The storm was based on how the Government and those who established the company over looked the wind direction when they cited the company. The story earned him the First UAC / UNILEVER prestigious Award. That was in 1987. The following year was the landmark story written by the same Ogunseitan with Emeka Ogbeide on the dumping of toxic waste at Koko by a dubious Italian waste merchant, Mr Giafranco Rafaelli. Some Nigerian students had alerted Nigerian Media about proceedings in the Italian Parliament about possible shipment of toxic waste to Nigeria with false label. When the story got to the Vanguard Newspaper, it merely queried the possibility of the dumping with a question mark that Wednesday morning in 1988. Secretly Seun Ogunseitan and Emeka Ogbeide travelled to Koko. Ms. Ama Ogan was the Editor of the Guardian on Sunday. It was a rude shock to the administration of General. Ibrahim Babangida who at OAU had called on African Leaders not to accept toxic waste when it was learned that toxic waste in our backyard at Koko port. This led to the creation of Federal Environmental Protection Agency (FEPA) by Decree 58 of December 1988. I was one of those reporters who shuttled to Koko thereafter, saw Sunday Nana, the landlord of the toxic waste and reported the shipment of the waste with the contaminated soil back to Italy. I have won many awards thereafter. The first I won was the German Government’s Ministry of Economic Cooperation Scholarship to train as the first Environment Journalist in Berlin in 1990. Then in 1993, I got the United States’ government’s IVLP/Young African Leaders scholarship to study environmental protection efforts in the USA institutions such as Harvard, MIT, Research Park Triangle, North Carolina, Muir Woods, Yosemite Institute, EPA Regional Labs in Athens and Atlanta. I was already the Editor of African Science Monitor which was founded by Chief M.K.O Abiola. We had 13 Professors from diverse disciplines on our board and we had cover stories on the climate problem as far as 1992. We also ran cover on desertification and Ozone layer depletion.
MY STORY / THE CNN 2012 AWARDS
The story that won in the CNN nomination out of about 1800 entries in Africa was done on Eko Atlantic City. It was published in the Guardian on Sunday on November 6, 2011, it was entitled Eko Atlantic City-Rumbles in the sea. The story took nine months of investigation and it took the encouragement of Mr. Jahman Anikulapo, Editor, The Guardian on Sunday for me to finalize the investigation. The idea of the story was actually got in Abuja and not Lagos itself, but it shifted to Lagos and I shuttled between Lagos and Abuja to put finishing touches to the story. It was actually borne out of my curiosity and attempt to see the other side of the coin.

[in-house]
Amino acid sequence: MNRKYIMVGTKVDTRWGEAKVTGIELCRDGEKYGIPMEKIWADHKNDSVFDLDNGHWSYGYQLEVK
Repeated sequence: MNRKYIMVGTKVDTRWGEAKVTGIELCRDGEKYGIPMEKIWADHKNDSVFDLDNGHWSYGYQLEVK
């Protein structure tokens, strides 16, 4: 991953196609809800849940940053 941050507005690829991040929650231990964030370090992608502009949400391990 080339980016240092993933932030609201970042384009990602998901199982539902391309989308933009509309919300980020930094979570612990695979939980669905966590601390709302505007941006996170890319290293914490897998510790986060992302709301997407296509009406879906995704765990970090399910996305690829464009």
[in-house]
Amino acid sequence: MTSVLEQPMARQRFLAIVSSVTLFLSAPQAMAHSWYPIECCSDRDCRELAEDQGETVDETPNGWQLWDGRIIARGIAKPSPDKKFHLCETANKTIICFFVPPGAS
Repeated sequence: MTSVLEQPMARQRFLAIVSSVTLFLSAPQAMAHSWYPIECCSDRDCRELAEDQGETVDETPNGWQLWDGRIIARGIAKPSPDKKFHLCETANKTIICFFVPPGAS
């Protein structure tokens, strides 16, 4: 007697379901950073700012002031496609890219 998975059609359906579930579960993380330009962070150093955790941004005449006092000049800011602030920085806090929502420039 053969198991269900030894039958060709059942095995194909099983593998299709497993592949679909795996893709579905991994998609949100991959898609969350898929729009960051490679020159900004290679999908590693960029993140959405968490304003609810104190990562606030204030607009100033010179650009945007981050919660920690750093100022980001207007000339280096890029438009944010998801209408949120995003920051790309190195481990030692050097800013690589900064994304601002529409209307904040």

EKO ATLANTIC CITY THE INVESTIGATIONS
To be candid, no one was willing to talk on these projects. Experts told me categorically it was a no go area. I was at an event where the Commissioner for Waterfront Infrastructure and Development had mentioned that EIA of this project was done in Denmark. To be candid, I was convinced at first. Then I had a second thought on the EIA wondering why there were no local inputs especially from many local experts who over the years I knew had done studies on Nigeria’s coastline and erosion. The more I probed, the more I got. I will rather not reveal more. The rest they say is history. However, standing here today is indeed an honour. And it’s an irony. An Irony in the sense that that story questioned one of the dream projects of the Government who is partnering to honour us. In retrospect, I remember the unique qualities of Mr. Tunji, the Environment Commissioner who once as an editor loved my environment stories. I also remember the support of Mr. Janthomas Hiemistra and the UNDP for their support in form of travels within and outside Nigeria. These supports had given me the impetus, the drive to investigate, to educate and entertain with my environment and climate change stories. And of course the crowning which came with the Highly Commended Recognition from the CNN who has welcomed me and others to the CNN family in Lusaka, Zambia in July this year.